In Dadisman v. Moore, ___ W. Va. ___, 384 S.E.2d 816 (1989), as modified on reh'g ("Dadisman I"), this Court in an original mandamus proceeding found, inter alia, that the Public Employees Retirement System ("the PERS") had been "underfunded" by about $80 million during the four fiscal years 1985-86 through 1988-89. This "underfunding" of state employer contributions to the PERS resulted partially from the lack of appropriations and partially from the diversion of appropriations to other purposes. Dadisman I required an audit and a determination by an independent actuary as to "whether" the PERS has been rendered actuarially unsound by virtue of that underfunding. ___ W. Va. at ___, 384 S.E.2d at 829. "If it is determined that the System [the PERS] is actuarially unsound, then the Respondent [Board of] Trustees [of the PERS] must develop an appropriation plan which will return the System to actuarial soundness." Id. (emphasis added).See footnote 1 Any amount necessary to restore actuarial soundness was to be prorated over no more than six fiscal years, beginning with the fiscal year 1990-91, and this prorated amount each year was to be included in the Trustees' annual certification to the Governor of the state

employer contribution requirements pursuant to W. Va. Code, 5-10-32(a) [1961]. "The audit, study and appropriation plan are to be completed within one hundred eighty (180) days of the issuance of this opinion on rehearing." Id. The opinion on rehearing was issued on March 17, 1989.
        An actuarial report, dated September 8, 1989, and prepared by Thomas J. Cavanaugh, an actuary with Gabriel, Roeder, Smith & Company, was submitted to the Board of Trustees of the PERS. That report, on its face, indicated that the PERS was, at that time, actuarially unsound because a factor in actuarial soundness of a retirement system is the receipt of contributions at the actuarially computed levels, and here significant amounts of required contributions for the fiscal years 1985-86 through 1988-89 had not been made.
        On the other hand, Mr. Cavanaugh has submitted an affidavit in this case which states that his September, 1989 opinion that the PERS was then actuarially unsound
        was based on the then-recent four-year history of failure on the part of the State of West Virginia to make the contributions required by law, and was not based on any determination that the existing assets of the System plus the required contribution rate (if maintained in the future) would or would not be able to meet the anticipated liabilities of the system as they arose.

(emphasis added)
        Finally, Mr. Cavanaugh opined that the PERS as a whole, or the former state division thereof separately, was actuarially sound as of February, 1991, when he spoke before the PERS Board of

Trustees, regardless of the four years of underfunding. This was so, according to Mr. Cavanaugh, because the unfunded actuarial liability of the former state division of the PERS will, assuming the continuation of contributions and investment income at certain levels, be amortized, that is, be fully funded eventually, over a period of time considered very reasonable by most actuaries, specifically, about sixteen years after June 30, 1989.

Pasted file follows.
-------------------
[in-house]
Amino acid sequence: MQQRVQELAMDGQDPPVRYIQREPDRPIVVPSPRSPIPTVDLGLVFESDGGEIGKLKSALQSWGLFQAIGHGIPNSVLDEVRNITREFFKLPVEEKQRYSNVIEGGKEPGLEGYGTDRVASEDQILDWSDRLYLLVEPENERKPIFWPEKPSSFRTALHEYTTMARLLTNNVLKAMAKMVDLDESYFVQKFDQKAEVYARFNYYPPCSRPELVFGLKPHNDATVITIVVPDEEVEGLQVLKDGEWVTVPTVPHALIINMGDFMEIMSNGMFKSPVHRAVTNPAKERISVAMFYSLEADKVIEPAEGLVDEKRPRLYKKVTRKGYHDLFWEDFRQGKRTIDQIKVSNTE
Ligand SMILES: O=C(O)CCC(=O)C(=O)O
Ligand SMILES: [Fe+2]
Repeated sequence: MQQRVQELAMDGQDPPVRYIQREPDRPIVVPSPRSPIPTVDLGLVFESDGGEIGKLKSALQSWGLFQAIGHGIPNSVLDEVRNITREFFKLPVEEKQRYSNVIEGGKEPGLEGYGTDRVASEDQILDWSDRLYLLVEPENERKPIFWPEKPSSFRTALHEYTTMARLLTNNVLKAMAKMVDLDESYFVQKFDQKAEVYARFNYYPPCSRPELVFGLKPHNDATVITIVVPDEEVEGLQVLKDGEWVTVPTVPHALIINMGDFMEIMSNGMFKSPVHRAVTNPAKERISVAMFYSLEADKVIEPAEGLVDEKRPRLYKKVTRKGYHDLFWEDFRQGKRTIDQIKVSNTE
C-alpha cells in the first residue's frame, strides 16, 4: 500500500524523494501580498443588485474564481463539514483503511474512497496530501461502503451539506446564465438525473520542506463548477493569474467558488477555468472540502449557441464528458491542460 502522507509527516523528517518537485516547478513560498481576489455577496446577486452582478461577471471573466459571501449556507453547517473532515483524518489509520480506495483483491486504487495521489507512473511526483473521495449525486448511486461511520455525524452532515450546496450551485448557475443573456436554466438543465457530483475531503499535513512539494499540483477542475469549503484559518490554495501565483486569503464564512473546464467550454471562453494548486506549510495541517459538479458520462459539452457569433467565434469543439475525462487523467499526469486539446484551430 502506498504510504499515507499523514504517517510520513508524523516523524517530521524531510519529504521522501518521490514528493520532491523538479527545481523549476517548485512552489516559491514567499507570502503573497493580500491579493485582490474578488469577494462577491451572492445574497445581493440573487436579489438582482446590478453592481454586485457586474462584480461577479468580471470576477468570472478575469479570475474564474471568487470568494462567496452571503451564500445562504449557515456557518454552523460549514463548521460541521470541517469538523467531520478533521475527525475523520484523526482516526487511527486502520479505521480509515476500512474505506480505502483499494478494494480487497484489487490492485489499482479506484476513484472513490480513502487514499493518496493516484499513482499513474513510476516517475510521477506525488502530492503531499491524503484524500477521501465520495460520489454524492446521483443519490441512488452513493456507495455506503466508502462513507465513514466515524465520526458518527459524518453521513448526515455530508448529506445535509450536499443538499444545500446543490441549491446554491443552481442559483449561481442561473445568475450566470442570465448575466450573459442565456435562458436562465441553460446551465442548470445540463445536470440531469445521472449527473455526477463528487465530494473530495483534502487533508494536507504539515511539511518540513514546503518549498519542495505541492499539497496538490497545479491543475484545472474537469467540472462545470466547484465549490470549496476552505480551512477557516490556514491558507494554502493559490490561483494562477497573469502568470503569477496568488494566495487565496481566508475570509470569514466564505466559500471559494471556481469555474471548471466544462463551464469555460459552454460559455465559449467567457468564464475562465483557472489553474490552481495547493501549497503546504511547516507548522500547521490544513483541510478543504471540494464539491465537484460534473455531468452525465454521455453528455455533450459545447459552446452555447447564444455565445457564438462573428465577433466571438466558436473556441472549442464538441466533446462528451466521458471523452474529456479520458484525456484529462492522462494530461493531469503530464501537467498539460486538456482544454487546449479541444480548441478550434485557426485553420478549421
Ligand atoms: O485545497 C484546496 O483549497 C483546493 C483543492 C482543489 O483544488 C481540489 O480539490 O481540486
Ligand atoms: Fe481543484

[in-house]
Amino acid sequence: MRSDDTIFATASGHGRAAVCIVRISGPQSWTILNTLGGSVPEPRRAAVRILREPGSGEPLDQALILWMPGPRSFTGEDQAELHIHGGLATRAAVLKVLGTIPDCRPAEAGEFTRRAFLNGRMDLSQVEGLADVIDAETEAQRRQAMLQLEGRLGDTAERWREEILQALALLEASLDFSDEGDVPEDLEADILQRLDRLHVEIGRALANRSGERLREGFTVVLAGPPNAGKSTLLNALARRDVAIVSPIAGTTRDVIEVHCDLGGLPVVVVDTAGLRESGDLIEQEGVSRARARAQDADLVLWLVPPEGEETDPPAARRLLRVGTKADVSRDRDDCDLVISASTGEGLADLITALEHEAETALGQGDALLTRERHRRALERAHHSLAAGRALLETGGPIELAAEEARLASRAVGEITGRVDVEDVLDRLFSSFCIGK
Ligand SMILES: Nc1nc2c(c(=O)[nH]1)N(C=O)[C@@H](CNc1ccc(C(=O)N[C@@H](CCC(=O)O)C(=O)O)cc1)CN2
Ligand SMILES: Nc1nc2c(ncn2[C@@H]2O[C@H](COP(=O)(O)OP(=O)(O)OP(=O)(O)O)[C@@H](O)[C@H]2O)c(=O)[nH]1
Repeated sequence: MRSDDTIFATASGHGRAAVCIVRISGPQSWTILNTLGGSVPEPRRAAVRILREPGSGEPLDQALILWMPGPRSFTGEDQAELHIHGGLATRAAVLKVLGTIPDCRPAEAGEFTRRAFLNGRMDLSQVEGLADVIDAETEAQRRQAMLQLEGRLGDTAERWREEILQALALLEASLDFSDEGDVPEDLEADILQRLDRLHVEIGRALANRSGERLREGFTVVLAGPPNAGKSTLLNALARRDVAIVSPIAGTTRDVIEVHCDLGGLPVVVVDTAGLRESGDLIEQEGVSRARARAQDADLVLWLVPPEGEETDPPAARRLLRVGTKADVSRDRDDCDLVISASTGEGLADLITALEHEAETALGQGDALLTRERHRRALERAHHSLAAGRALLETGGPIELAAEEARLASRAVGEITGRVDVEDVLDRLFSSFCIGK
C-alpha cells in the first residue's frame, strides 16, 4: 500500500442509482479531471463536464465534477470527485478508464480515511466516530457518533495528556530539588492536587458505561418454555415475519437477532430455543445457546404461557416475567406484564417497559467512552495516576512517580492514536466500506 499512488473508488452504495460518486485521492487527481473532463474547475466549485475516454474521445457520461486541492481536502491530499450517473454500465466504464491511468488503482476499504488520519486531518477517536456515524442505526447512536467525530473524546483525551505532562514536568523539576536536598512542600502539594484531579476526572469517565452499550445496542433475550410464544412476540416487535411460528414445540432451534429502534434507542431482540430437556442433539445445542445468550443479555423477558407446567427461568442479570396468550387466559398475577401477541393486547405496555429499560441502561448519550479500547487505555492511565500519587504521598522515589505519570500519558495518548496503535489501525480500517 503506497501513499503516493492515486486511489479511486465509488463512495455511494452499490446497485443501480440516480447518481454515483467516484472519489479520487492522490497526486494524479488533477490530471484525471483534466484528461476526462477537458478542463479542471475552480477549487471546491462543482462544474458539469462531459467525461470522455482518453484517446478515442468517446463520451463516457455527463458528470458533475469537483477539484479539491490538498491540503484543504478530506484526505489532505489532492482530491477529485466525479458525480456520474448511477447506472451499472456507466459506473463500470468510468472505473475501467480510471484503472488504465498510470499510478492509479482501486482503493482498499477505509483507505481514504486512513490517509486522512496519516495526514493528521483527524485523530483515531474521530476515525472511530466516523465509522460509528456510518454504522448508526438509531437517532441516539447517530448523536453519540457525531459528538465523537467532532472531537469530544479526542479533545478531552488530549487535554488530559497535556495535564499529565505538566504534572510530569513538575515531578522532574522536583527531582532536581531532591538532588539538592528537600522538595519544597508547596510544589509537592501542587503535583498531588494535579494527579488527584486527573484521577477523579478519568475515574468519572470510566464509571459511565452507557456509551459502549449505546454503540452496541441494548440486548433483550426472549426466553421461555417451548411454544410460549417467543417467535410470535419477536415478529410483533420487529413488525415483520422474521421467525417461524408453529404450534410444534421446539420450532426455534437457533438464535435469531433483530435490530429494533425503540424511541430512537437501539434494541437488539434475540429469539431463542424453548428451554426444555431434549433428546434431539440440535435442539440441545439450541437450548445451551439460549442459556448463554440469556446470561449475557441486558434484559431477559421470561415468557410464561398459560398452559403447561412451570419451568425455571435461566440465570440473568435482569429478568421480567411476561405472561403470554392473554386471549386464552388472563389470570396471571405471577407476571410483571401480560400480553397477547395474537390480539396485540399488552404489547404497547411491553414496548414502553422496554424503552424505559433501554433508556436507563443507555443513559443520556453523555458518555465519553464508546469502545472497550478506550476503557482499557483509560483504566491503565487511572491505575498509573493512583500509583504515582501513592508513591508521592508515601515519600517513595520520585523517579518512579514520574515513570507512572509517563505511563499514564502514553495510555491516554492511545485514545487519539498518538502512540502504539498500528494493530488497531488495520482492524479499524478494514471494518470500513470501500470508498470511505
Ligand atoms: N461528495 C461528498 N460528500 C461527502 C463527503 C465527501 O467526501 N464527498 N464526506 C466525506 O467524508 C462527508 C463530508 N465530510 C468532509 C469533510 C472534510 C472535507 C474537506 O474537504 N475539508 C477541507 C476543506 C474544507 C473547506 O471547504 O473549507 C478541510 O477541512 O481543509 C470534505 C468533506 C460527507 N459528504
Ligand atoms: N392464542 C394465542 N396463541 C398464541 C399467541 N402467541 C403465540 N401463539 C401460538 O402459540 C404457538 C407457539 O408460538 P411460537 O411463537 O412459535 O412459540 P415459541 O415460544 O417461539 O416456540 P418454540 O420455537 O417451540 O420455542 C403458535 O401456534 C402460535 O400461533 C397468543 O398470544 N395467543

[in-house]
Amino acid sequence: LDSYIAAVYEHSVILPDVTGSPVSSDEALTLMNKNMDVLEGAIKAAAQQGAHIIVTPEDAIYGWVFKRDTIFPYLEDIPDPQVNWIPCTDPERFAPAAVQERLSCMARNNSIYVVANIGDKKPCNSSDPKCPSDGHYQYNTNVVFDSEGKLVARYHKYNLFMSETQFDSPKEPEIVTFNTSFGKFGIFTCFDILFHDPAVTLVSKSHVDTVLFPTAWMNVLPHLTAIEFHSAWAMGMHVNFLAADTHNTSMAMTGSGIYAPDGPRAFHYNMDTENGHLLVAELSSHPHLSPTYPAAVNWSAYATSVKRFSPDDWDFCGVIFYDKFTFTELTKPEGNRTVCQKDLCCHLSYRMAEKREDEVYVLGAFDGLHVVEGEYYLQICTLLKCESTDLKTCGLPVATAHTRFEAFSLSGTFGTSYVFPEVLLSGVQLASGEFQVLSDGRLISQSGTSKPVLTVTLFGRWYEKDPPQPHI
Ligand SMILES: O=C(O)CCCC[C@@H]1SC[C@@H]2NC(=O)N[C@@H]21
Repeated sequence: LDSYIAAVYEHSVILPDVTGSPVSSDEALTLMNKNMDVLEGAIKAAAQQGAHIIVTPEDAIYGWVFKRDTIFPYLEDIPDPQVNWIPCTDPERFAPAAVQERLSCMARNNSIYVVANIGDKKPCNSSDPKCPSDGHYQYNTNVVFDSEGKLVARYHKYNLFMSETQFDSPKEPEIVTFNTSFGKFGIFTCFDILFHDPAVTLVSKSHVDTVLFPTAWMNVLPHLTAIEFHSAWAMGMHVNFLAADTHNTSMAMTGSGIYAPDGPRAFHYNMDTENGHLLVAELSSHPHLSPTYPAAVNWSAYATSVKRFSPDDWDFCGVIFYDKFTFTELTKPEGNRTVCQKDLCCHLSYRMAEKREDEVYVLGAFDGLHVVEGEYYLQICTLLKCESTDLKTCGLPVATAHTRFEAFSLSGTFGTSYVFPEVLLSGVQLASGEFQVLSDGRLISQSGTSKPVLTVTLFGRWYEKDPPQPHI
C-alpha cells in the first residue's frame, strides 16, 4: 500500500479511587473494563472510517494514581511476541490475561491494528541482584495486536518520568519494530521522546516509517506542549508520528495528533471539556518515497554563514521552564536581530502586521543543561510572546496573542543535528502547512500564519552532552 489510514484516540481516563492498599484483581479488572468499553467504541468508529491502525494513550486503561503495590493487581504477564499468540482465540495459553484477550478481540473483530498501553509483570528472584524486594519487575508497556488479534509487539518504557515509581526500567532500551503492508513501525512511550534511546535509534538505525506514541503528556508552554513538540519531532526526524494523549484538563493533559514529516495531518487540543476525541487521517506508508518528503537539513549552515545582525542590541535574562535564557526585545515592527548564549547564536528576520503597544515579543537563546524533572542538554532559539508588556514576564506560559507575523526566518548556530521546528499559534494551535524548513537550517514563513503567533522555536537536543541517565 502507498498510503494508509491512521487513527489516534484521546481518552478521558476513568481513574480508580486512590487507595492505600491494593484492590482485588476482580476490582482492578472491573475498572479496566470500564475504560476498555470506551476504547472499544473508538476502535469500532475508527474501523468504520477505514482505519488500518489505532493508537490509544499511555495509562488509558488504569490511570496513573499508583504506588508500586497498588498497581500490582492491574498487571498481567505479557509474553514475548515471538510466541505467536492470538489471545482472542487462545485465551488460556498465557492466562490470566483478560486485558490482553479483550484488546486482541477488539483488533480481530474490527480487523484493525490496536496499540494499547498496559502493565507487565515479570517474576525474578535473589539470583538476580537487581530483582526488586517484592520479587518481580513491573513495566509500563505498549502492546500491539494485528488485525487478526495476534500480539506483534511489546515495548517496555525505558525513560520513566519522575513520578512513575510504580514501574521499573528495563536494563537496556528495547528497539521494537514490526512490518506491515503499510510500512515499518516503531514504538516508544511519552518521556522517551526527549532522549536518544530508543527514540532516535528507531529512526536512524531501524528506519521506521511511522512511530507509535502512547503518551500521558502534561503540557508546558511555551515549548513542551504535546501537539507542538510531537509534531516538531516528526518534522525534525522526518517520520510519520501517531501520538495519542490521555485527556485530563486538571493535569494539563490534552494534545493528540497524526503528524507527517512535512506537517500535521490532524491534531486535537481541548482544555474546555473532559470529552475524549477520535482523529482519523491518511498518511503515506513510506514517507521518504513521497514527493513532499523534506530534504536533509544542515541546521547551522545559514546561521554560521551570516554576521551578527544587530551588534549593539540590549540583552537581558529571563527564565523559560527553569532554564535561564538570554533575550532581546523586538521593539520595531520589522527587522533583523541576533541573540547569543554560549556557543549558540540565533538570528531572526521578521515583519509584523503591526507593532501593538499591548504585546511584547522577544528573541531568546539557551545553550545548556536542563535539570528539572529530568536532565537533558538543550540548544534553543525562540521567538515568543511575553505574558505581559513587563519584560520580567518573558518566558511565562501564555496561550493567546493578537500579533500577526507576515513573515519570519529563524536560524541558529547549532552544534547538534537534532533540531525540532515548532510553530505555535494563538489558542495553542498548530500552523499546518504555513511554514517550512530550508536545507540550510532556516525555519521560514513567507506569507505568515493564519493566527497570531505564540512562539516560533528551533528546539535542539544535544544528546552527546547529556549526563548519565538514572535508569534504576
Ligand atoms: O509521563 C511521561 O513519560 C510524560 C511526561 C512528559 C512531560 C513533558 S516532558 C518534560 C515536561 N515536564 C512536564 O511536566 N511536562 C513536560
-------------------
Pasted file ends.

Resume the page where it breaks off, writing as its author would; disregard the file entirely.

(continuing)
The September, 1989 actuarial report was filed with this Court in October, 1990. Also filed with this Court at the same time was the statutorily required triennial actuarial valuation of the PERS as of June 30, 1989, prepared by Peter D. Verne, an actuary with A. Foster Higgins & Co., Inc., and submitted to the Board of Trustees on November 6, 1989. That actuarial report suggested a sixteen-year amortization period for the unfunded state division actuarial liability.
        Triennial reports are not intended to address actuarial soundness per se of the PERS. The author of the November 6, 1989, actuarial report, Mr. Verne, has, however, submitted an affidavit in this case, consistent with his address before the PERS Board of Trustees in February, 1991, to the effect that the PERS as a whole, or the state division thereof separately, was in fact actuarially sound as of June 30, 1989, without repayment of the curtailed contribution amounts. He opined that the unfunded state division actuarial liability was due in small part to the temporary, now expired, early retirement incentive program. He also opined that

the level of funding was such that "few municipal, state, or even corporate plans enjoy this [high of a] level of funding."
        Due to the confusion over the apparent conflict between the September, 1989 and November, 1989 actuarial reports described above, and due to the pendency of a study of all public retirement systems by a retirement task force, the former PERS Board of Trustees took no action to certify any supplemental Dadisman I appropriations to the Governor for inclusion in his 1990-91 budget.
        During the third 1990 extraordinary session of the legislature, petitioner/relator Ira Dadisman expressly did not contest the recommendation of a retirement task force that the legislature eliminate the accounting divisions between the state and nonstate components of the PERS. W. Va. Code, 5-10-28 [1961] subsequently was amended during that third 1990 extraordinary session in accordance with that recommendation.